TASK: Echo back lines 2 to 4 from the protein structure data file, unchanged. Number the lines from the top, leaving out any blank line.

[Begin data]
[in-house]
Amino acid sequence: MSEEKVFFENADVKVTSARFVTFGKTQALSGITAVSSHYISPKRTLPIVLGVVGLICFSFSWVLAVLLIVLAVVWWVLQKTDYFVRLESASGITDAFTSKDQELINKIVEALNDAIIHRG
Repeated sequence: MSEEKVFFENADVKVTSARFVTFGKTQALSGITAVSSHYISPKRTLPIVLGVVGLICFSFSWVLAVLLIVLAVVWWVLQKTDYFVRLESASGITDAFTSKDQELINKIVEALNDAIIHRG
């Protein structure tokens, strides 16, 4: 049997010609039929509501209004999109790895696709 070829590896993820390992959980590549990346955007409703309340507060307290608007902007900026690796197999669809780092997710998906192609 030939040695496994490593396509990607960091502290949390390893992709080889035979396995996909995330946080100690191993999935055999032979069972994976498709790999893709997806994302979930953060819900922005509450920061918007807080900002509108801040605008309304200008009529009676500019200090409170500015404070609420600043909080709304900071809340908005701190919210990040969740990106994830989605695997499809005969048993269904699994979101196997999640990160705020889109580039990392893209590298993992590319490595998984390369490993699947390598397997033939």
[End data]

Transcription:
Amino acid sequence: MSEEKVFFENADVKVTSARFVTFGKTQALSGITAVSSHYISPKRTLPIVLGVVGLICFSFSWVLAVLLIVLAVVWWVLQKTDYFVRLESASGITDAFTSKDQELINKIVEALNDAIIHRG
Repeated sequence: MSEEKVFFENADVKVTSARFVTFGKTQALSGITAVSSHYISPKRTLPIVLGVVGLICFSFSWVLAVLLIVLAVVWWVLQKTDYFVRLESASGITDAFTSKDQELINKIVEALNDAIIHRG
């Protein structure tokens, strides 16, 4: 049997010609039929509501209004999109790895696709 070829590896993820390992959980590549990346955007409703309340507060307290608007902007900026690796197999669809780092997710998906192609 030939040695496994490593396509990607960091502290949390390893992709080889035979396995996909995330946080100690191993999935055999032979069972994976498709790999893709997806994302979930953060819900922005509450920061918007807080900002509108801040605008309304200008009529009676500019200090409170500015404070609420600043909080709304900071809340908005701190919210990040969740990106994830989605695997499809005969048993269904699994979101196997999640990160705020889109580039990392893209590298993992590319490595998984390369490993699947390598397997033939």